Wednesday 1 May 2019

A historicist splinter

A small detail lifted from an article in the magazine  'Grammophone' written by a new music pianist:

"The particular type of improvised music I’m involved with as a pianist bustles with brutal busyness; nothing wrong with that, there are historical reasons why it has to be so."

At archeological sites, splinters of pottery, however insignificant for the layman, do tell a lot about how people at the site lived their lives, long ago. Especially the innocent tools as used in everyday life can explain historic periods. The splinter quoted above is one of such splinters, a thoughtless, innocent utterance which reveals so much about a mentality, a remnant from a period when modernist ideology had penetrated musical education and instructed the young about how to look at music and music history. Awareness of history is a good thing in itself if you want to understand the art form, but history never dictates. "Our heritage has been given to us without a testament", as the French poet Réné Chair said. 

History is the total result of deeds, of choices, made by humans, and circumstances, and their interactions. With hindsight patterns may be detected, but they are open to more than one interpretation. And interpretations are also the result of deeds and choices made by humans. Therefore, there is also a history of history writing. In modernist ideology however, music history is quite simple: one central line of development, where the moments of transgression and revolution are the articulation points, leaving the rest in the shadows of irrelevance. For the modernist mind, 'relevance' is a historic relevance first and foremost; any consideration of artistic value is an afterthought because it is supposed to be the result of transgression. Therefore, this narrow-minded interpretation of the concept of 'history' is the standard by which all contemporary music has to be assessed in terms of relevance. 

It should be clear that in music history, transgression of conventional limitations was the result of works of great quality, and not the other way around. C.Ph.E. Bach - the famous son of J.S. - was a radically transgressive composer, but he lacked the qualities which could have earned him a regular performance place in the current repertoire. His father however, did two things: he emulated the musical traditions of his time and transgressed them with his very personal treatment of the highest artistic quality, but leaving traditional language intact - in fact, he was quite oldfashioned in his time in comparison with contemporaries. Mozart has not transgressed any stylistic or traditional limitation of the musical language of his time but brought its various elements to an impressive synthesis, including baroque procedures which were 'old, learned music' in the 2nd half of the 18th century. Wagner wrote the ultra-transgressive 'Tristan' but afterwards the classicizing 'Meistersinger'. Etc. etc....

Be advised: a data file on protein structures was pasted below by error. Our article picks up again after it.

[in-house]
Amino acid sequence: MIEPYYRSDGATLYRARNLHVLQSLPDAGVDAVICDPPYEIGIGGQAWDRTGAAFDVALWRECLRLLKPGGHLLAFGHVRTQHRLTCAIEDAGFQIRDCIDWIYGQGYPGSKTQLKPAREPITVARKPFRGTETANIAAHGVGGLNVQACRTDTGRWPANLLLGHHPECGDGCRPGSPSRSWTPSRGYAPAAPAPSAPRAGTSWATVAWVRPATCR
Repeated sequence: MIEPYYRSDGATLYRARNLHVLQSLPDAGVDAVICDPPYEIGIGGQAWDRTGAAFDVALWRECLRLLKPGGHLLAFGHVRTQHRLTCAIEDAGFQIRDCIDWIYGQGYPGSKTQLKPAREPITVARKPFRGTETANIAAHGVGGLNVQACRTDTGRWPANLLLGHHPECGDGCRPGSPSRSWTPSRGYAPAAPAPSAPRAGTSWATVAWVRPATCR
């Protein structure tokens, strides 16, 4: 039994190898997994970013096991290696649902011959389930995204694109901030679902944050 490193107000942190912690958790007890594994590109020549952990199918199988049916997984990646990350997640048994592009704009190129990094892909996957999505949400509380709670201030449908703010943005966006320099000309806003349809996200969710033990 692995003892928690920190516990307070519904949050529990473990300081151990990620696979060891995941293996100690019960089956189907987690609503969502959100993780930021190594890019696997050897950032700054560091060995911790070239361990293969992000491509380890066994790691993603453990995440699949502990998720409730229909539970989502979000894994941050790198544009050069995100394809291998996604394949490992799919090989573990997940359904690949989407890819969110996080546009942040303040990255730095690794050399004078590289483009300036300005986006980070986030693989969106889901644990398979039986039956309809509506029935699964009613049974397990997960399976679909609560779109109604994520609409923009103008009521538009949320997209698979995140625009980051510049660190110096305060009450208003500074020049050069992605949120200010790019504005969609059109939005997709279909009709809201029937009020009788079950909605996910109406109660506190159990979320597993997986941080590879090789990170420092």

The destructive influence of such falsifying, quasi-academic  narrative on music life is obvious: audiences don't listen historically but aesthetically and emotionally, players study and practice emotionally and aesthetically, programs are created emotionally and aesthetically. This does not mean that music life is an unthinking affair, but that academia has no place in concert life: its place is the university. Academic research is of great importance for concert life only in sofar as it can contribute to the artistic quality of performance, as the HIP movement has convincingly shown (Historically-Informed Performance). But postwar modernist historicism is politically motivated: when, in the fifties and sixties of the last century, younger composers wanted to break with tradition and explore avenues then unheard, they needed a narrative which would break down the scepsis and resistance on the side of performers and audiences who were confronted with a new music which did away with the psychological dimension whereupon their own musical development, i.e. their education and their practical experience, was built, and which also formed the heart of the entire repertoire upon which music life was built.

This type of historicism has by now eroded almost everywhere, but remnants are still around, as the above-quoted splinter of musical pottery demonstrates. It is a wall, crumbling on all sides but being kept upright as much as possible by people who have a vested interest in the privileges it may offer. This is always happening in times of change.... but one could take courage from the famous words by Voltaire, "écrasez l'infâme".